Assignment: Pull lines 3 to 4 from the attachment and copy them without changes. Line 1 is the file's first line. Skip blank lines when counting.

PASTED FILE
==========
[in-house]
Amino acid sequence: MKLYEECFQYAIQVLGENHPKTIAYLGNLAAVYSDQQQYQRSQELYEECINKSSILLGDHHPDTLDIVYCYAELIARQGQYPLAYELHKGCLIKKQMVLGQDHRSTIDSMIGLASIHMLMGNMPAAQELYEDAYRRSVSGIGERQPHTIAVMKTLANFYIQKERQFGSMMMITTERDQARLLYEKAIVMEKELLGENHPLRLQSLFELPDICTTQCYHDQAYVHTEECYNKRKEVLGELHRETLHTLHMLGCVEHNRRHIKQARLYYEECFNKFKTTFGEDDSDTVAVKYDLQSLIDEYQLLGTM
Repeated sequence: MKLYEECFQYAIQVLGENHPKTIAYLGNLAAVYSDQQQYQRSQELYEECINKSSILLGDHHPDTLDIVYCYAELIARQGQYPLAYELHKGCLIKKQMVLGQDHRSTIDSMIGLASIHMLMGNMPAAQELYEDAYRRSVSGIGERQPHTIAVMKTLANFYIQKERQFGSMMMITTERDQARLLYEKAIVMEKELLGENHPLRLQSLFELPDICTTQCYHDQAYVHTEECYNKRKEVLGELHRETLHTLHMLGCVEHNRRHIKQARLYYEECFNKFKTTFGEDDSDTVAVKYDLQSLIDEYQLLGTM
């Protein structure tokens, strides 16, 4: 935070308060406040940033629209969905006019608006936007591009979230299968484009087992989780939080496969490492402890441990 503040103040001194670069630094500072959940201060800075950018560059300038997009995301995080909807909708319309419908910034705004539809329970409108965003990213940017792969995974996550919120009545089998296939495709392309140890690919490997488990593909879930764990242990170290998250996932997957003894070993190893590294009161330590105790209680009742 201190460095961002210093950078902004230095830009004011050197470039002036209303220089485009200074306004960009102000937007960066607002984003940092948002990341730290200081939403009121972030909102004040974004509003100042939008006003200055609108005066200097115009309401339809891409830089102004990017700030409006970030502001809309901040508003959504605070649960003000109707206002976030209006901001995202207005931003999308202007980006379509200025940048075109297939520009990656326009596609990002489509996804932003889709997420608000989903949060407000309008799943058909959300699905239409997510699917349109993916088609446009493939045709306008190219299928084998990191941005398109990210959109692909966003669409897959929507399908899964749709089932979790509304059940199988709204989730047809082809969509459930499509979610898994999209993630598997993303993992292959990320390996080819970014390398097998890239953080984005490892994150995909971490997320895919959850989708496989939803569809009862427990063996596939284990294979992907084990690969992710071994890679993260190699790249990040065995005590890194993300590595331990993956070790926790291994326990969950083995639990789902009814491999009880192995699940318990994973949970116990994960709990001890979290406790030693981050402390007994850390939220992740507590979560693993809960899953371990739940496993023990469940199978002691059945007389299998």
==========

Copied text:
Repeated sequence: MKLYEECFQYAIQVLGENHPKTIAYLGNLAAVYSDQQQYQRSQELYEECINKSSILLGDHHPDTLDIVYCYAELIARQGQYPLAYELHKGCLIKKQMVLGQDHRSTIDSMIGLASIHMLMGNMPAAQELYEDAYRRSVSGIGERQPHTIAVMKTLANFYIQKERQFGSMMMITTERDQARLLYEKAIVMEKELLGENHPLRLQSLFELPDICTTQCYHDQAYVHTEECYNKRKEVLGELHRETLHTLHMLGCVEHNRRHIKQARLYYEECFNKFKTTFGEDDSDTVAVKYDLQSLIDEYQLLGTM
């Protein structure tokens, strides 16, 4: 935070308060406040940033629209969905006019608006936007591009979230299968484009087992989780939080496969490492402890441990 503040103040001194670069630094500072959940201060800075950018560059300038997009995301995080909807909708319309419908910034705004539809329970409108965003990213940017792969995974996550919120009545089998296939495709392309140890690919490997488990593909879930764990242990170290998250996932997957003894070993190893590294009161330590105790209680009742 201190460095961002210093950078902004230095830009004011050197470039002036209303220089485009200074306004960009102000937007960066607002984003940092948002990341730290200081939403009121972030909102004040974004509003100042939008006003200055609108005066200097115009309401339809891409830089102004990017700030409006970030502001809309901040508003959504605070649960003000109707206002976030209006901001995202207005931003999308202007980006379509200025940048075109297939520009990656326009596609990002489509996804932003889709997420608000989903949060407000309008799943058909959300699905239409997510699917349109993916088609446009493939045709306008190219299928084998990191941005398109990210959109692909966003669409897959929507399908899964749709089932979790509304059940199988709204989730047809082809969509459930499509979610898994999209993630598997993303993992292959990320390996080819970014390398097998890239953080984005490892994150995909971490997320895919959850989708496989939803569809009862427990063996596939284990294979992907084990690969992710071994890679993260190699790249990040065995005590890194993300590595331990993956070790926790291994326990969950083995639990789902009814491999009880192995699940318990994973949970116990994960709990001890979290406790030693981050402390007994850390939220992740507590979560693993809960899953371990739940496993023990469940199978002691059945007389299998």